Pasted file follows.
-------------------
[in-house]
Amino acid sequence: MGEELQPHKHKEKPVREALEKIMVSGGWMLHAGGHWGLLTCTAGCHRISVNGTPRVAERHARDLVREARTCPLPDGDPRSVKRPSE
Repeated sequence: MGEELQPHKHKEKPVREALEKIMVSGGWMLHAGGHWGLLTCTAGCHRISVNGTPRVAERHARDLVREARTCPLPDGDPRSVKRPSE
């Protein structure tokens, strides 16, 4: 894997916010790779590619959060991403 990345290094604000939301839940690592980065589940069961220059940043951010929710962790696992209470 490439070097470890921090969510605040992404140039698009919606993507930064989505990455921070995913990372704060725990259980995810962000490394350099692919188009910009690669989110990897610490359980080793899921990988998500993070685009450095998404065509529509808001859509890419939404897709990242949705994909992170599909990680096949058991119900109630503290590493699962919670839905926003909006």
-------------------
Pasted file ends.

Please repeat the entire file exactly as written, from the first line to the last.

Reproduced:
[in-house]
Amino acid sequence: MGEELQPHKHKEKPVREALEKIMVSGGWMLHAGGHWGLLTCTAGCHRISVNGTPRVAERHARDLVREARTCPLPDGDPRSVKRPSE
Repeated sequence: MGEELQPHKHKEKPVREALEKIMVSGGWMLHAGGHWGLLTCTAGCHRISVNGTPRVAERHARDLVREARTCPLPDGDPRSVKRPSE
């Protein structure tokens, strides 16, 4: 894997916010790779590619959060991403 990345290094604000939301839940690592980065589940069961220059940043951010929710962790696992209470 490439070097470890921090969510605040992404140039698009919606993507930064989505990455921070995913990372704060725990259980995810962000490394350099692919188009910009690669989110990897610490359980080793899921990988998500993070685009450095998404065509529509808001859509890419939404897709990242949705994909992170599909990680096949058991119900109630503290590493699962919670839905926003909006």